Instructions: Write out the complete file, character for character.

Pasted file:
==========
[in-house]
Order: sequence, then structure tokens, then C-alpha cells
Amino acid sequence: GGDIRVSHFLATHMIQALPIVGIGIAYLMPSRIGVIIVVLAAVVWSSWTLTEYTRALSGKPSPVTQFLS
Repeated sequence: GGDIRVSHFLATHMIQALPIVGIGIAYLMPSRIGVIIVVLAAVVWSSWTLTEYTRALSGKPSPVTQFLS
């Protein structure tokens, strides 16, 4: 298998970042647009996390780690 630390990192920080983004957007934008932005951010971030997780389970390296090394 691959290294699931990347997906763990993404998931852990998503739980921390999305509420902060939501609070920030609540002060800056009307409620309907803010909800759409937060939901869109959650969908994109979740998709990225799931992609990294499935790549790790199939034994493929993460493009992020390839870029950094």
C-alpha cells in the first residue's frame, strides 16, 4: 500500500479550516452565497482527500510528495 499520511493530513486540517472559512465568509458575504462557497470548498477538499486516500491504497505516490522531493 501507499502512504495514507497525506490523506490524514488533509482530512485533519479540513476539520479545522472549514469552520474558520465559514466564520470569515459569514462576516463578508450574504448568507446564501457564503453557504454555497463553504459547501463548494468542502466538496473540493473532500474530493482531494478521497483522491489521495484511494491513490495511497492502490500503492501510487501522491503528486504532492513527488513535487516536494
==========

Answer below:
[in-house]
Order: sequence, then structure tokens, then C-alpha cells
Amino acid sequence: GGDIRVSHFLATHMIQALPIVGIGIAYLMPSRIGVIIVVLAAVVWSSWTLTEYTRALSGKPSPVTQFLS
Repeated sequence: GGDIRVSHFLATHMIQALPIVGIGIAYLMPSRIGVIIVVLAAVVWSSWTLTEYTRALSGKPSPVTQFLS
């Protein structure tokens, strides 16, 4: 298998970042647009996390780690 630390990192920080983004957007934008932005951010971030997780389970390296090394 691959290294699931990347997906763990993404998931852990998503739980921390999305509420902060939501609070920030609540002060800056009307409620309907803010909800759409937060939901869109959650969908994109979740998709990225799931992609990294499935790549790790199939034994493929993460493009992020390839870029950094």
C-alpha cells in the first residue's frame, strides 16, 4: 500500500479550516452565497482527500510528495 499520511493530513486540517472559512465568509458575504462557497470548498477538499486516500491504497505516490522531493 501507499502512504495514507497525506490523506490524514488533509482530512485533519479540513476539520479545522472549514469552520474558520465559514466564520470569515459569514462576516463578508450574504448568507446564501457564503453557504454555497463553504459547501463548494468542502466538496473540493473532500474530493482531494478521497483522491489521495484511494491513490495511497492502490500503492501510487501522491503528486504532492513527488513535487516536494